At night, as you drive north along Speer Boulevard through downtown, you catch sight of an eerie glow to the right -- and no, it's not the soon-to-be-extinguished Qwest sign.The Helen Bonfils Theatre Complex, that massive building at the edge of the Denver Performing Arts Complex, has suddenly turned blue. It looks like the mother ship has landed. What's up?
"I turned it blue for a reason," says Randy Weeks, president of the Denver Center for the Performing Arts, which oversees the Bonfils. "So people would ask why it's blue."
And why is it blue? New technology made it possible to light the entire outside of the building, turning it a different color. "Technology has marched along," Weeks notes. "The computer that runs these things, you could make this look like the dancing waterfalls at the Bellagio."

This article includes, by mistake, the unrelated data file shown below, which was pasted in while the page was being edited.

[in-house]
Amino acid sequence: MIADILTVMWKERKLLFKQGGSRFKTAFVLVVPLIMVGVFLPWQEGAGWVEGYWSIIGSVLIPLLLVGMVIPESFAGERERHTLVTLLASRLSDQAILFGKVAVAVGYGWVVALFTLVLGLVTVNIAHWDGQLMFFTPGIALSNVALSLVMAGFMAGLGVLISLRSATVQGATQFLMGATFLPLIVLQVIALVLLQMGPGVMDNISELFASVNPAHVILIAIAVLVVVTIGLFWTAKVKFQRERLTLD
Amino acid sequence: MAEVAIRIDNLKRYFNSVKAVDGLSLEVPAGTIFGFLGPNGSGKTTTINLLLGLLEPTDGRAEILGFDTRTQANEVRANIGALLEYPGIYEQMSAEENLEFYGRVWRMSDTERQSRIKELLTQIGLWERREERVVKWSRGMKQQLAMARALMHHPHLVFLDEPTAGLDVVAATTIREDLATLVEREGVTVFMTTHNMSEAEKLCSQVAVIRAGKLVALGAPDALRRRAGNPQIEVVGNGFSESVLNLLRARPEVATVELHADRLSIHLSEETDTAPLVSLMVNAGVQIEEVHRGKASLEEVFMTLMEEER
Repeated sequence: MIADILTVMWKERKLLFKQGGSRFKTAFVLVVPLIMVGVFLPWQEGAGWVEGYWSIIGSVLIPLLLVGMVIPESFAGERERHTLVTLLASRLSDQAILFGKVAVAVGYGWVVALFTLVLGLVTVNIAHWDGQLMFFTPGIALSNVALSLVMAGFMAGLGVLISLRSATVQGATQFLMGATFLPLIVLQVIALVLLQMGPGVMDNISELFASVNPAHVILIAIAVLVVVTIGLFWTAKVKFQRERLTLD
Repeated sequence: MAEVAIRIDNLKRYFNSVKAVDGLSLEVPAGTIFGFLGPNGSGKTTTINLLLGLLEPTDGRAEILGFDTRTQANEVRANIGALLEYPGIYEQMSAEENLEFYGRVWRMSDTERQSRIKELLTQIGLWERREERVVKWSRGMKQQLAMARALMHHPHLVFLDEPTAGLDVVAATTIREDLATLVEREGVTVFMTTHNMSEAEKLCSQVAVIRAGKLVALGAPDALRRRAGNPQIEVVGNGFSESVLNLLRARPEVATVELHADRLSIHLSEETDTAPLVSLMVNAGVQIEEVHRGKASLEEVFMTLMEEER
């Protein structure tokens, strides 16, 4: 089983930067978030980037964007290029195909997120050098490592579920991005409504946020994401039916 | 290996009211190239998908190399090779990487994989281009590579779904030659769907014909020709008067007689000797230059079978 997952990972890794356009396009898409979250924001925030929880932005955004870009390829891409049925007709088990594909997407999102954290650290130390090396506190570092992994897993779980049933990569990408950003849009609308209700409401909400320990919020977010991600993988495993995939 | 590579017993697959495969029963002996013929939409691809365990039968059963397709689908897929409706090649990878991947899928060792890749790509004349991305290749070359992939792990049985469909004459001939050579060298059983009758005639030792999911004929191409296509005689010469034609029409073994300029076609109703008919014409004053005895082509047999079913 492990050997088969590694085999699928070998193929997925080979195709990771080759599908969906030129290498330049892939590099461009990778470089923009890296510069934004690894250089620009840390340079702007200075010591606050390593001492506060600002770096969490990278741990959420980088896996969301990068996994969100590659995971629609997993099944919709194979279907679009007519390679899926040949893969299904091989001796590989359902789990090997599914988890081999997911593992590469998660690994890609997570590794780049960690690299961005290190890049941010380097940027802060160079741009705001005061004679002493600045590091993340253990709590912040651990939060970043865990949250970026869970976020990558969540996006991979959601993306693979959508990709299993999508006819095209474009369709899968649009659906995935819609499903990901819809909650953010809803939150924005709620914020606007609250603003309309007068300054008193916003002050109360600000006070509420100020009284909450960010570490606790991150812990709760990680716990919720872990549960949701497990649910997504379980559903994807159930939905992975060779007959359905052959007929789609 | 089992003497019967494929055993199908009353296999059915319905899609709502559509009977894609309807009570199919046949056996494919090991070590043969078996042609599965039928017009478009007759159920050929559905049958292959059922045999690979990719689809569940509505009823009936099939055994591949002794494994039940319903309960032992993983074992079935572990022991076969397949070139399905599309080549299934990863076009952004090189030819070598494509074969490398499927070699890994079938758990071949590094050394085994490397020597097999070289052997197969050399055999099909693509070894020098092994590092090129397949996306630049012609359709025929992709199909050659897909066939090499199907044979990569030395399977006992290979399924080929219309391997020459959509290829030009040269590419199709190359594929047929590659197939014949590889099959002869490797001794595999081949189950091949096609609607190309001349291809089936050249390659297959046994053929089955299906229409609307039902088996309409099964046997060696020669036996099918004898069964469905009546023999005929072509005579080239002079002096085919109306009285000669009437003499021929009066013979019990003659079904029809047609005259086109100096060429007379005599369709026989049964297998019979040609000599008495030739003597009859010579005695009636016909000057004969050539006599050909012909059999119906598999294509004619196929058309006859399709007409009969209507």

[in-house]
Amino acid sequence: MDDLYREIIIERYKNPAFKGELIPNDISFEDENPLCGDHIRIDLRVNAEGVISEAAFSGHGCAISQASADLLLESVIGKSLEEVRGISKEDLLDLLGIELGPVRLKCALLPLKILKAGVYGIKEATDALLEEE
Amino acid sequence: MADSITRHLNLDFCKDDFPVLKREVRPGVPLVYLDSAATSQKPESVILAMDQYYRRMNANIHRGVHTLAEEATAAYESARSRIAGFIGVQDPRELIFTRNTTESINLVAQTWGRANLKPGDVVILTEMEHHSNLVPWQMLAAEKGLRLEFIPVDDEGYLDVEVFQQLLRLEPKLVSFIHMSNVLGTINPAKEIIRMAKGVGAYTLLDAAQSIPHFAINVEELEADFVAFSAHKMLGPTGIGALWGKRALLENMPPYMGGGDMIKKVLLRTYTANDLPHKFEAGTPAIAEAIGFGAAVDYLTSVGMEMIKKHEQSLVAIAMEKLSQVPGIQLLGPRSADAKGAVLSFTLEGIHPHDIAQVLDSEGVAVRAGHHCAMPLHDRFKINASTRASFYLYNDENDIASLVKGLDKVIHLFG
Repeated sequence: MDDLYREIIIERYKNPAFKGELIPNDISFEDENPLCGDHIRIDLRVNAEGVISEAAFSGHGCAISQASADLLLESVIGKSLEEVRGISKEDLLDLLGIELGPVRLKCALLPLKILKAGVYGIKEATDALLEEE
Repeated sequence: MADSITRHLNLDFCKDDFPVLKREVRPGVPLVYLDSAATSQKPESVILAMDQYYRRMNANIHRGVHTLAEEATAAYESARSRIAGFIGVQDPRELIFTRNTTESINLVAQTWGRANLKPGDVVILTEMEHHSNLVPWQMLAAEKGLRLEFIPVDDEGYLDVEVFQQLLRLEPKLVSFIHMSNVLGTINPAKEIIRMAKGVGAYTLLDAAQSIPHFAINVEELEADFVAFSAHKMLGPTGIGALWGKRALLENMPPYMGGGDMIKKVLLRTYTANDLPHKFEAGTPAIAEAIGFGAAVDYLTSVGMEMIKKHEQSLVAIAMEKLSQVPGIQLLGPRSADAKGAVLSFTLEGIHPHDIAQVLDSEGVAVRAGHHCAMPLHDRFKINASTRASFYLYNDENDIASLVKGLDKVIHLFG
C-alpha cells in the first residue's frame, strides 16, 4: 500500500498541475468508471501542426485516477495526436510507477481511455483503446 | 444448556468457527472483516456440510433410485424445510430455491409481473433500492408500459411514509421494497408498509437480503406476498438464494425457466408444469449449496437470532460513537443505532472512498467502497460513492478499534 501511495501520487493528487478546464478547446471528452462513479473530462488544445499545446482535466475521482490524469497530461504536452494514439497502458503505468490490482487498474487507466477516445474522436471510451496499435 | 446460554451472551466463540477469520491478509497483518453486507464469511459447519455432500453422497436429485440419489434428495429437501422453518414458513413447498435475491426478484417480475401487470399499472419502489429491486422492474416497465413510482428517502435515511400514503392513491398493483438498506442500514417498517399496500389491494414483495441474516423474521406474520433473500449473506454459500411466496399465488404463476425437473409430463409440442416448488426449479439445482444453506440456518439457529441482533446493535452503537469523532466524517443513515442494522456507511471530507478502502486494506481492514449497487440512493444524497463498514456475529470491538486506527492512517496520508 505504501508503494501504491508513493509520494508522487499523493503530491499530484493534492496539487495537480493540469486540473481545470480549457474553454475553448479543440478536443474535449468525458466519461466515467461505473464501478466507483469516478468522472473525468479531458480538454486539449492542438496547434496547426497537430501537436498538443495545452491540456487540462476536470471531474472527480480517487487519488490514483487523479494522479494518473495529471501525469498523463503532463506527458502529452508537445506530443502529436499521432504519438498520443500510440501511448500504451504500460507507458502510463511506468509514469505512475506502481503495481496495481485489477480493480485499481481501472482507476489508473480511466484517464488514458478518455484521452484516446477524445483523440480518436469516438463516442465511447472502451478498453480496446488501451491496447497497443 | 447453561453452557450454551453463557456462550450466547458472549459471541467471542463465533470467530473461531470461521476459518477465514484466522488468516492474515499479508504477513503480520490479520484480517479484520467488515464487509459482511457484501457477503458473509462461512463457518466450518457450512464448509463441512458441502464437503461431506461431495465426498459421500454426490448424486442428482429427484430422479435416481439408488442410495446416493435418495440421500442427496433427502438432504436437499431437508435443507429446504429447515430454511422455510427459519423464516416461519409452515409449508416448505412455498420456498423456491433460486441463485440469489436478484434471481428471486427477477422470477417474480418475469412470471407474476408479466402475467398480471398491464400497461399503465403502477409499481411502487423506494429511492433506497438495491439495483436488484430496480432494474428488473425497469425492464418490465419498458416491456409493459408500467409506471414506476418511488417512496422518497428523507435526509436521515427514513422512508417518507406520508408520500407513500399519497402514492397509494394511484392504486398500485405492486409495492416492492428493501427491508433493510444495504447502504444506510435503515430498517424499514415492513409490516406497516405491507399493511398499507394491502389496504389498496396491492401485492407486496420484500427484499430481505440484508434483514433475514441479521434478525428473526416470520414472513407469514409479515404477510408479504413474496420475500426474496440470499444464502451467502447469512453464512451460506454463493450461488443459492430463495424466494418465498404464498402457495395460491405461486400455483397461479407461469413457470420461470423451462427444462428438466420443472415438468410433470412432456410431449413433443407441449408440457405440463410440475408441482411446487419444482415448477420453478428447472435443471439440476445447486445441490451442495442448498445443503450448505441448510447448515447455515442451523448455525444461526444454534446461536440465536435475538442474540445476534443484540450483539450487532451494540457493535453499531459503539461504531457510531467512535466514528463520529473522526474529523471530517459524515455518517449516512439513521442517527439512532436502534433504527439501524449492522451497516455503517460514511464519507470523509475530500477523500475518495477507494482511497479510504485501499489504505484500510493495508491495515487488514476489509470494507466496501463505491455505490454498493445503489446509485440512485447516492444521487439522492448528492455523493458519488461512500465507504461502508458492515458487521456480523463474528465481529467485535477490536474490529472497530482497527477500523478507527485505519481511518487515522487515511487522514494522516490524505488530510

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And the company that owns this LED system was willing to let the DCPA give it a test drive for a reasonable price. "It would be a bigger investment to actually buy the program," notes Weeks. "I'd need to convince people it's worth buying the equipment."
Want to help the DCPA decide if it's worth it? Head over to the Speer side of the complex any time between dusk and 2 a.m., when the lights go out for the night. Ideally, head over when you have reservations to see Traces, the show that got a rave from Juliet Wittman, and helped provide some of the inspiration for this blue period. It runs through May 11.
More from our Calhoun: Wake-Up Call archive: "Parking ticket at 4 a.m. for a tire on the curb? Denver enforcement never sleeps..."